MY YEARS WITH CLARICE

Rio de Janeiro, 2002.

I have been reading, studying, and writing about Clarice Lispector’s work for more than 15 years. My introduction to Clarice first came in Santiago, Chile, in 2000 when I was teaching ESL at the Nido de Aguilas International School and my students were reading her final novel The Hour of the Star (originally published in Portuguese in 1977) as translated by Giovanni Pontiero. After a year of teaching and working as a journalist in Chile, I went back to school to pursue a PhD in Comparative Literature. My first year I enrolled in an intensive Portuguese class to learn the language (my teacher was then a graduate student — her name is Alessandro Santos). By the spring semester I found myself taking a seminar at UCLA with Elizabeth Marchant that was devoted entirely to Clarice and her work in Portuguese. I went to Brazil for the first time that summer, which is winter in South America. I returned with focused energy and a sense of what would become my dissertation project.

In October 2002, I gave my first academic paper on Clarice’s work at a graduate student conference at UCLA. The keynote speaker at the “Crime & Punishment in Literature and the Arts” conference was Hélène Cixous, whose 1979 book Vivre l’orange centers on Clarice and her oeuvre.

UCLA, Crime and Punishment in Literature and the Arts, 2002.

My paper for the conference was titled “Silence, or the Translator’s Inevitable Treason: Elizabeth Bishop’s Translations of Three Stories by Clarice Lispector.”

UCLA, 2002.

I went on to write about Clarice — in particular the “Three Stories” translated by Elizabeth Bishop and published in The Kenyon Review in 1964 — in my doctoral dissertation, and I have continued to write about her work in my published essays, which you can find below.

Rio de Janeiro, 2005.

As the translator of Lispector’s second novel O LUSTRE/THE CHANDELIER — which has never before been published in English, I feel a deep and long-standing connection to her legacy — specifically as seen in her published works and in her influence upon scores of artists and writers within and beyond Brazil.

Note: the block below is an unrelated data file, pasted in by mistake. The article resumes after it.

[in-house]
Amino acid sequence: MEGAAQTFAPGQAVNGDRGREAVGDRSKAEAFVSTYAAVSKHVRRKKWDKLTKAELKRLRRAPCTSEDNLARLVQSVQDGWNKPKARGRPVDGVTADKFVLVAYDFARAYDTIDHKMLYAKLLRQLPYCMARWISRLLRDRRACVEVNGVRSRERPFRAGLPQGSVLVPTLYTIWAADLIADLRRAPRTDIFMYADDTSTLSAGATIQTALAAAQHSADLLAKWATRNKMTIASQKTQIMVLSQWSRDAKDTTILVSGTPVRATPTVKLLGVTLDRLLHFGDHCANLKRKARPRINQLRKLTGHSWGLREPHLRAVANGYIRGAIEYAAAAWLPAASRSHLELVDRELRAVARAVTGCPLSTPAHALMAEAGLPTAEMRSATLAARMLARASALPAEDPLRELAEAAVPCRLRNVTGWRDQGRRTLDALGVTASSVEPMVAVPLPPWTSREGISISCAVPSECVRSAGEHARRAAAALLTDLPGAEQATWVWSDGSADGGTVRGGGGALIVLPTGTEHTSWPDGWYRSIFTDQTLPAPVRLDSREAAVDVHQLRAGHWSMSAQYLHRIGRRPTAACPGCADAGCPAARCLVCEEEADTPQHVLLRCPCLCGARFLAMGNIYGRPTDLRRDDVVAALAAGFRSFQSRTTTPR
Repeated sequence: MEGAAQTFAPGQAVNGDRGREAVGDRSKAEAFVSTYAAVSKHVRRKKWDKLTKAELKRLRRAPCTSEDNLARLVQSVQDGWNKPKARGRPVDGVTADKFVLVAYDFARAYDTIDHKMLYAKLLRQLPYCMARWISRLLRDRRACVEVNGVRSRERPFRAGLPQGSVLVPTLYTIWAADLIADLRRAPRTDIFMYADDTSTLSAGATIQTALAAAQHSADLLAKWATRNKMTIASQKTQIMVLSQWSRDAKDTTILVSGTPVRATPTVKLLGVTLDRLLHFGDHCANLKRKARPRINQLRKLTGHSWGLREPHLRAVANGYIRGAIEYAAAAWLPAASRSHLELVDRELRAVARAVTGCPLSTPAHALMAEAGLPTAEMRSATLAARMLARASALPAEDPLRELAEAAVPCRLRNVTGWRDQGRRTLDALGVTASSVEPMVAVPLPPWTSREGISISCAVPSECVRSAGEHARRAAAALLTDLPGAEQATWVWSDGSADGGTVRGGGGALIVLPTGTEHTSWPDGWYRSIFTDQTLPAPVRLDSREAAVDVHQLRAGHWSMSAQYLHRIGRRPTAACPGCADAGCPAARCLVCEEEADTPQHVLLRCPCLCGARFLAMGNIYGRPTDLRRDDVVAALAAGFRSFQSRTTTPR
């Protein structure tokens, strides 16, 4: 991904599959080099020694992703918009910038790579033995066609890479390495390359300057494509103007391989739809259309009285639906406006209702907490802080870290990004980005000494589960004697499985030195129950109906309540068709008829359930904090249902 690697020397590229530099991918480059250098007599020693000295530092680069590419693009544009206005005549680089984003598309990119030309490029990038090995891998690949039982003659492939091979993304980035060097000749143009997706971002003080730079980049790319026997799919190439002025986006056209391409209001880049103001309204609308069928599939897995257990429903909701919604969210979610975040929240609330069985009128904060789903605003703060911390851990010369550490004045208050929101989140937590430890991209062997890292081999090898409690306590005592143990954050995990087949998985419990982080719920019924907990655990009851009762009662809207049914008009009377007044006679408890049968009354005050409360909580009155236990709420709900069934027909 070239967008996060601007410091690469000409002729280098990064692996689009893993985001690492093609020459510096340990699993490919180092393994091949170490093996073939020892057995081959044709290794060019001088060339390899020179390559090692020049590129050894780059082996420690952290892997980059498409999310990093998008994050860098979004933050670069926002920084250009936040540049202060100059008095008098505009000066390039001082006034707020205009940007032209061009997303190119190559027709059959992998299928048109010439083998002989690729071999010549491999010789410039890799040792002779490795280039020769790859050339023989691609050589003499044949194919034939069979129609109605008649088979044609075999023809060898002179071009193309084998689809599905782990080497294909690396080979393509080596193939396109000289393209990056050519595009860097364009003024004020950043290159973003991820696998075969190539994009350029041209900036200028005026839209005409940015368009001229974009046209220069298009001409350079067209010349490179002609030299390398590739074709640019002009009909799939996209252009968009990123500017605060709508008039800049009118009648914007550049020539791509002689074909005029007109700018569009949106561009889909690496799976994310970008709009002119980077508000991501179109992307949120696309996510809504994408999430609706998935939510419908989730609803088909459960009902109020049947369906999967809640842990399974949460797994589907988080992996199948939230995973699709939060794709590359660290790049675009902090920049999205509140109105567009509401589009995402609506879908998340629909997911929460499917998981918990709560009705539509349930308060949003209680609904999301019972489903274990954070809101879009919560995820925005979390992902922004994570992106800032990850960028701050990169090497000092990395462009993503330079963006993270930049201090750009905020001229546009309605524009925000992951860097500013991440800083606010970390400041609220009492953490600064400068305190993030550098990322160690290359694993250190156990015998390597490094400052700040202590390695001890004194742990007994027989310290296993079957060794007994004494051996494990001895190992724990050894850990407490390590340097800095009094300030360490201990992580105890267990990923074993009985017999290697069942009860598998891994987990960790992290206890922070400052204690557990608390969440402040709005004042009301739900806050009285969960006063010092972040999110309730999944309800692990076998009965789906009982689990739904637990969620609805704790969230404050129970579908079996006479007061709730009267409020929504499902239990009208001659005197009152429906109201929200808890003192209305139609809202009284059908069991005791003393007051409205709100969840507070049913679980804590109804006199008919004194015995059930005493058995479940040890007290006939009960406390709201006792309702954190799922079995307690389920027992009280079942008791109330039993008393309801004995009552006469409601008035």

Rio de Janeiro, 2006.
SELECTED PUBLICATIONS & PRESENTATIONS

Special Guest. ABC RN in Australia. Book and Art’s Latin American Book Club. On The Hour of the Star by Clarice Lispector, translated by Benjamin Moser (New Directions 2012). I also had a chance to talk about my translation of THE CHANDELIER. June 28, 2017. Podcast here.

Special Guest. Los Angeles Review of Books’ LARB Radio Hour on KPFK-FM. On Clarice Lispector’s The Complete Stories (New Directions 2015) translated by Katrina Dodson. October 29, 2015. Podcast here.

Speaker/Interviewer. A conversation with translator Katrina Dodson about Clarice Lispector’s The Complete Stories. Skylight Books, Los Angeles. October 14, 2015. Podcast here.

“A Horribly Marvelous and Delicate Abyss: The Complete Stories by Clarice Lispector.” The Millions. August 10, 2015.

“‘The House We Live In’: Elizabeth Bishop on the Big Screen.” The Paris Review Daily. November 7, 2013. There is a quote in this essay about Benjamin Moser’s biography of Clarice: “[Bishop’s] engagement with local writers while she lived in Brazil bears study, and one hopes for more chapters like the one titled “Better than Borges” in Benjamin Moser’s Why This World (OUP 2009), the biography of the Brazilian fiction writer Clarice Lispector, who was Bishop’s neighbor in Rio and whose trio of stories as translated by Bishop appeared in The Kenyon Review in 1964.”

Special Guest. I gave a short lecture and then had a conversation with Mona Simpson as a special guest for her “Emerging Writers Series.” UCLA’s English Department and UCLA Friends of English. October 21, 2013.

“Clarice Lispector’s The Hour of the Star As Translated by Benjamin Moser.” The Millions. January 11, 2012.

Brazil, 2005.